• 5S is a Japanese system for creating ideal work conditions in production or office to maintain order, cleanliness, and neatness. 5S makes work more effective and saves time without distorting the meaning of lean management.
  • Kanban is a management principle, similar to Just-in-Time, which spreads the workload evenly over processes and workers - originally used by IT companies to improve the efficiency of their development teams.
  • Andon is visual control management that enables all employees to monitor what is happening in the company and production workflow daily. Andon also alerts the team if a defect or problem occurs with an audible and visual signal.

These lean management tools, like Lean management itself, are used in completely different areas, such as health care, education or even construction. The social sphere is also suitable for the use of Lean. Having a track record of using Lean management of any kind is also very valuable for a portfolio.

Lean Project Management

Lean Project Management

Lean project management, in simple terms, is the application of lean management principles specifically to project start-up and development. The public sector often applies this. This approach aims to maximise profits while minimising costs and losses. With Lean project management, a company can:

  • Create project selection criteria.
  • Make deadlines shorter.
  • Reduce shipping or storage costs.
  • Increase overall team productivity and efficiency.
  • Improve product quality.
  • Adjust processes.
  • Increase customer satisfaction.

The most commonly used method for implementing Lean project management is Kanban (described above) or the Last Planner System, which emphasises collaborative project development with diverse professions in the team, visualising the work and creating a continuous flow. Also, Lean project management is often used together with Lean product management that allows creating a product in super demand with minimal expenses.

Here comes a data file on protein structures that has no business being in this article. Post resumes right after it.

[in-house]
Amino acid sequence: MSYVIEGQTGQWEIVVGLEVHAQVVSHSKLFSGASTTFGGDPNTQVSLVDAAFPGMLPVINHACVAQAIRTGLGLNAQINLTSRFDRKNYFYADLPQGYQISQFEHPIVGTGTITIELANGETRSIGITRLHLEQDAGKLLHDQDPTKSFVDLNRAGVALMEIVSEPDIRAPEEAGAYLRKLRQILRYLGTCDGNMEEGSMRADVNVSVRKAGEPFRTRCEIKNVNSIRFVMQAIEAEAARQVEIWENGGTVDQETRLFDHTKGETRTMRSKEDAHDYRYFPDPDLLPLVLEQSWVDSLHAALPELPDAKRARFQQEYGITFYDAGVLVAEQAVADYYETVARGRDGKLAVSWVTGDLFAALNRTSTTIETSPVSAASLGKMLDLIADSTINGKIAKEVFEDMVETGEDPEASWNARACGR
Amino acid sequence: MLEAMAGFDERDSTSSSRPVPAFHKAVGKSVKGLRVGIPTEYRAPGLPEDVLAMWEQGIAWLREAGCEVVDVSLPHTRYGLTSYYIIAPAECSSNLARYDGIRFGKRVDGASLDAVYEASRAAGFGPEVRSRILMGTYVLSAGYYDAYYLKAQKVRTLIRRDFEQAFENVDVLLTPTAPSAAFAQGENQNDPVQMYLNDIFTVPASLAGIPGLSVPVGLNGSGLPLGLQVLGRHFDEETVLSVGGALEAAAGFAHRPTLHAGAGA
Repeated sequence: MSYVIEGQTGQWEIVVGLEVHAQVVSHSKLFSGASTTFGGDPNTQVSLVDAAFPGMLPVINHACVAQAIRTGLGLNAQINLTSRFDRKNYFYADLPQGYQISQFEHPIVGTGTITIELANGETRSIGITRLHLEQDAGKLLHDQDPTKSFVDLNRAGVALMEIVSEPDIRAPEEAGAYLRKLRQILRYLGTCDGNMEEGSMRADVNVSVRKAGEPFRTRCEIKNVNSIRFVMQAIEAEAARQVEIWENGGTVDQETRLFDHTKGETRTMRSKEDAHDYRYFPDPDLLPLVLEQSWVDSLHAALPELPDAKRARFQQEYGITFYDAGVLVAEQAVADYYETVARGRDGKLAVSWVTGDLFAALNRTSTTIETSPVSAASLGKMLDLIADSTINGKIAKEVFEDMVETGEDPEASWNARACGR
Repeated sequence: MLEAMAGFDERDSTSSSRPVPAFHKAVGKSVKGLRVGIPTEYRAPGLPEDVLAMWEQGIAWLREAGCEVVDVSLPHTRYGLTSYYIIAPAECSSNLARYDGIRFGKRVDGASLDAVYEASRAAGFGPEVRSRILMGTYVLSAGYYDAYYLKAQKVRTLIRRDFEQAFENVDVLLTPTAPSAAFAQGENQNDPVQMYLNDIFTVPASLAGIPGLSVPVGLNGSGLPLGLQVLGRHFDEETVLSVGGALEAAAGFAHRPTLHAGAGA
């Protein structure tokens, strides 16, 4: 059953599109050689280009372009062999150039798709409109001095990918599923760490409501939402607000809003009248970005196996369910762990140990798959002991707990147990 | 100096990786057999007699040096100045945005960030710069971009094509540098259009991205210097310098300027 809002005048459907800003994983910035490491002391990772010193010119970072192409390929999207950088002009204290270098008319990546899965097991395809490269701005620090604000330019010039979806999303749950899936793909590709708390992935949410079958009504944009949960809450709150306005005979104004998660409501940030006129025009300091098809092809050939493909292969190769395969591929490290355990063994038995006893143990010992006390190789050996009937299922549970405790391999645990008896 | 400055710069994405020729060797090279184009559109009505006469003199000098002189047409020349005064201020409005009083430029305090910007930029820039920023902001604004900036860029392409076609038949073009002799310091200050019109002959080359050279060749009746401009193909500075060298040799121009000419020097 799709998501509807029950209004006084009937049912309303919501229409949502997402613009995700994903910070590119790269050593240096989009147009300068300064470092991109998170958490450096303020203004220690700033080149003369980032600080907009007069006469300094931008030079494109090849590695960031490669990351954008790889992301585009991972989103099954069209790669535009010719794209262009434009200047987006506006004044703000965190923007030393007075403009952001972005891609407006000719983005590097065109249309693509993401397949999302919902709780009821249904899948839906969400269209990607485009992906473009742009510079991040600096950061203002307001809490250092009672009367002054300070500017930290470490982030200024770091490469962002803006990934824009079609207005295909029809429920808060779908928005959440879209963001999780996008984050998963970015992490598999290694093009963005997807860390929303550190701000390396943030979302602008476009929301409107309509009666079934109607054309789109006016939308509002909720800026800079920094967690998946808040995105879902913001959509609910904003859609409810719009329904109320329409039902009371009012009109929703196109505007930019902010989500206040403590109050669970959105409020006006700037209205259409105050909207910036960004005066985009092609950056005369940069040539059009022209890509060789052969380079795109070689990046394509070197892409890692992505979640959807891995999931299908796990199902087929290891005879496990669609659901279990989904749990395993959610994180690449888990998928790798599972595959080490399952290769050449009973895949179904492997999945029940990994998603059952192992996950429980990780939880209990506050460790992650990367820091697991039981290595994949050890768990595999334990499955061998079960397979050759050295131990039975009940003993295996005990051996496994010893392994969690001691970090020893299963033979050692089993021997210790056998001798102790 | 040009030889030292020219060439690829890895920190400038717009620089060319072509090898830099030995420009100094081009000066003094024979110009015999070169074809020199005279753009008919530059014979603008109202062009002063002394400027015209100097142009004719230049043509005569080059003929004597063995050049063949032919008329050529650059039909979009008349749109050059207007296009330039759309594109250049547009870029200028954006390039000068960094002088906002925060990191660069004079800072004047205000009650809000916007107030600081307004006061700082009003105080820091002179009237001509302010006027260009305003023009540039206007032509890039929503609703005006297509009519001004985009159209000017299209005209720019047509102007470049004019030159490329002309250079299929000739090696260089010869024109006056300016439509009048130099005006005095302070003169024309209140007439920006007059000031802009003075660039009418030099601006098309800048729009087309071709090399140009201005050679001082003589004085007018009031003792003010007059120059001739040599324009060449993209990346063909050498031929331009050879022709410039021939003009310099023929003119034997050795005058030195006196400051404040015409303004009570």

Lean Change Management

Lean Change Management (LCM) is both planned and forced adaptive change management. It is most often used in the start-up launch phase because it allows you to implement changes safely, using feedback from participants and statistical data. Public authorities are often using it.

The lean change management model is a non-linear model based on collaboration, like lean project management. From a macro perspective, the model has four stages:

  • Strategy formation. Before introducing any change, it is necessary to understand why it is needed and measure its outcome. You also must answer how to help those involved in change adapt quickly to it without loss.
  • Prioritisation. The options presented are evaluated and then run as experiments.
  • The flexible initiation of change. Phase in the options and have a clear vision of implementing them and rolling them out.
  • Gathering feedback. New changes inevitably create a new culture. Monitor the transparency of processes and the overall satisfaction of team members.

Lean management in construction

Lean management in construction, or lean construction, is an innovative area of quality management using lean manufacturing principles to minimise losses in construction projects. This approach is based on systematising the process, structuring the tasks and increasing the responsibility of the performers for the work to which they are assigned. In lean management, continuous improvement is also known as 'Kaizen' (without the use of 'Kaizen', the lean construction methodology is very rarely applied).

Thus, the importance of Lean management in construction is particularly great. Thanks to this approach, construction becomes more efficient, requires less time and resources, and ensures the creation of a high-quality facility meeting all customer requirements.